Many Wisdom Councils have been convened, in different parts of the world, and the results have been very promising. Some participants have spontaneously chosen the phrase “We the People” to express the sense of collective empowerment they experienced. There is an emotional dimension to the experience, even a sense of personal transformation, and the enthusiasm revealed in the Council members’ reports tends to be contagious: the public gathering often gets enthusiastic about the potential of dialog, and tends to ‘get it’ about We the People consciousness. The public event serves as a channel into everyday dialog not only for the ideas generated, but also for the enthusiasm and sense of empowerment experienced.
So far, however, most of these Wisdom Councils have been one-off events. There has not yet a series of Wisdom Councils in the same community, and no chance for a micro-macro feedback loop to develop. The core proposal of this experimental framework is to move forward with the Wisdom Council concept, and convene such a series, with due care given to informing the community and promoting the post-session public gatherings. Newspapers, public radio stations, kiosks, flyers – and websites – all can be used as channels into everyday dialog, depending on the size and nature of the community.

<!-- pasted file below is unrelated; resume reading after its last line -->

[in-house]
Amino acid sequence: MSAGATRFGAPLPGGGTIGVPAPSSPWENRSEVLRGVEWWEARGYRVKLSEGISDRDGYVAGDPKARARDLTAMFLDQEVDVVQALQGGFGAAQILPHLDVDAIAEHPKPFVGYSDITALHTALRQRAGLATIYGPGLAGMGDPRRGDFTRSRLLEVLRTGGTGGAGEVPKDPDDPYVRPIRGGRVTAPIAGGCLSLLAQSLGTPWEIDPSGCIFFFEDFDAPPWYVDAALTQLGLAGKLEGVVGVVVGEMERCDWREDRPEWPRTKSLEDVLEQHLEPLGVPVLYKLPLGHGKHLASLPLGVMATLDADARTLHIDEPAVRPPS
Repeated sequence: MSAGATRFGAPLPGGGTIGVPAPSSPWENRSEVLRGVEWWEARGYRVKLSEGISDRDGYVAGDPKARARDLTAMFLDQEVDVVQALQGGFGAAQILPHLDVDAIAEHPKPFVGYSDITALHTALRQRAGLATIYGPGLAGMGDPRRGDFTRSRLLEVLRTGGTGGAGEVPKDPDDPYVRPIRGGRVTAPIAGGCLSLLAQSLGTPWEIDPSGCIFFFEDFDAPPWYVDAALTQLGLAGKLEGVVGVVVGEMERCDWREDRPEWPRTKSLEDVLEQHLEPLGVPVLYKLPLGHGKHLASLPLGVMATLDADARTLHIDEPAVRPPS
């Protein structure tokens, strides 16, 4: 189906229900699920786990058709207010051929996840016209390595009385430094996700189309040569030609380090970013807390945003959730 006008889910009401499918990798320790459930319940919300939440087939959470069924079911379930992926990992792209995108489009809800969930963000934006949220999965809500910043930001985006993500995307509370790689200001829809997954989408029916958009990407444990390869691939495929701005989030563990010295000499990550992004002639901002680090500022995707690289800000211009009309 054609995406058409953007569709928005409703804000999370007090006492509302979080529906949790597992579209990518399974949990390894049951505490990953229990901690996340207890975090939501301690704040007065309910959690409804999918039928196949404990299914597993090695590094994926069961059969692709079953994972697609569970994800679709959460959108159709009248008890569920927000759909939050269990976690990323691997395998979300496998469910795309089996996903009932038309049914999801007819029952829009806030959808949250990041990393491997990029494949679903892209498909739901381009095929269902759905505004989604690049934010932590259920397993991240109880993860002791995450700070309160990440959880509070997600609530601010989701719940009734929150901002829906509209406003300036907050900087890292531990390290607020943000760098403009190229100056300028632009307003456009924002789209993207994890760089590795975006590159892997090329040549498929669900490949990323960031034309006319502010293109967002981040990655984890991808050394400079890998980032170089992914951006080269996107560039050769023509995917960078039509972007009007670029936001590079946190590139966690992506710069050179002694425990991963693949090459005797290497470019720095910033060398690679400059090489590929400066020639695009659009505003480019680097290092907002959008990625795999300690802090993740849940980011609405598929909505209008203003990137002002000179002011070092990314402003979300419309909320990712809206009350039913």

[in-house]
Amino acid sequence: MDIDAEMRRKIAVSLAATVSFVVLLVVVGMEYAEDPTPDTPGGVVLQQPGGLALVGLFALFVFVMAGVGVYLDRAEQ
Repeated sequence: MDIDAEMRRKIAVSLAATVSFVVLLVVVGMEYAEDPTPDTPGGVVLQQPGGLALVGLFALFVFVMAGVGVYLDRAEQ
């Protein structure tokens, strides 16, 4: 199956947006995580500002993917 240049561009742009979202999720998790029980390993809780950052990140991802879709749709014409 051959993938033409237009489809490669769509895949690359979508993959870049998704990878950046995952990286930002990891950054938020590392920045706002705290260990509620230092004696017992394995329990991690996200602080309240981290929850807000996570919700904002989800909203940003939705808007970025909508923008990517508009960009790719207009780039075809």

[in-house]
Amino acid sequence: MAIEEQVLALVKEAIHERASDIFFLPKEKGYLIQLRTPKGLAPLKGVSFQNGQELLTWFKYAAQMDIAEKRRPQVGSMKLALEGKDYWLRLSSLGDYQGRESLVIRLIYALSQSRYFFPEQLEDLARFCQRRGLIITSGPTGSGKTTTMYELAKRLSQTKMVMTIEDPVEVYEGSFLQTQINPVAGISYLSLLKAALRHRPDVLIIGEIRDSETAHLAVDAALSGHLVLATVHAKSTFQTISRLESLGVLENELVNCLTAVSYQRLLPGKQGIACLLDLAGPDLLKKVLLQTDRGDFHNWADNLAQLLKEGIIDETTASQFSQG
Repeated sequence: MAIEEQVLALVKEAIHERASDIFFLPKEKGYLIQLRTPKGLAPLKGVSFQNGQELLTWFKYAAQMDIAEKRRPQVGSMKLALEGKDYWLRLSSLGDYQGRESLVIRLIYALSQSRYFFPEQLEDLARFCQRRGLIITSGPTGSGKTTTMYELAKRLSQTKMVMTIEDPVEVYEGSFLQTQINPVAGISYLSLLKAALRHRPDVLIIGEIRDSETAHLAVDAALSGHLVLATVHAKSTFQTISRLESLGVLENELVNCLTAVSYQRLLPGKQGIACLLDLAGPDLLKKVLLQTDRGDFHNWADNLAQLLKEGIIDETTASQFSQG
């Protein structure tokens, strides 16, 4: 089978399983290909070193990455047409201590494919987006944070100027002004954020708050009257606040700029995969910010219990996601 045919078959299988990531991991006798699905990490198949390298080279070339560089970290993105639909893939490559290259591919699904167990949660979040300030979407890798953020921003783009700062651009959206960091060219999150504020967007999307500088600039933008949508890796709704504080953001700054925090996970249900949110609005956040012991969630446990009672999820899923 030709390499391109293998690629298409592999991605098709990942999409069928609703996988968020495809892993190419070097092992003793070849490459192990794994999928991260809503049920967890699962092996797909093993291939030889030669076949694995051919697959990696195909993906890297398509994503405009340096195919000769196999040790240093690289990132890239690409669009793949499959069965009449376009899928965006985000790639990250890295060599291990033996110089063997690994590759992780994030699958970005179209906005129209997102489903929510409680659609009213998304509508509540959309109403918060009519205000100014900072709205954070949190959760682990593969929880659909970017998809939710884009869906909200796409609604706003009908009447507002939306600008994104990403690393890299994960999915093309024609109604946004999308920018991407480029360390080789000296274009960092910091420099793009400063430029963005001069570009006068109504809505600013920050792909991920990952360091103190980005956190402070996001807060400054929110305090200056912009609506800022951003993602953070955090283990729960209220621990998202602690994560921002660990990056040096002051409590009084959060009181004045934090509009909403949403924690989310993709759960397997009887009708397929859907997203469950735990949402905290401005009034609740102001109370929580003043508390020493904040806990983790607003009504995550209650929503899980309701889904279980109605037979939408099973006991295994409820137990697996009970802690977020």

For more information on Wisdom Councils:
Distributed dialog: the circle process
I’ve mentioned whole-system dialog and everyday dialog, referring to what happens in a Wisdom Council, and what might happen around the breakfast table, or in a lunchroom or pub. But consider this: if enthusiasm begins to emerge in a community, around empowerment and dialog, people are not going to be content for the dialog to be carried on entirely by proxy (microcosm groups), or in informal chats. People are likely to want to get together with others, perhaps in their homes or in cafes, and participate personally in meaningful dialog around the emerging issues.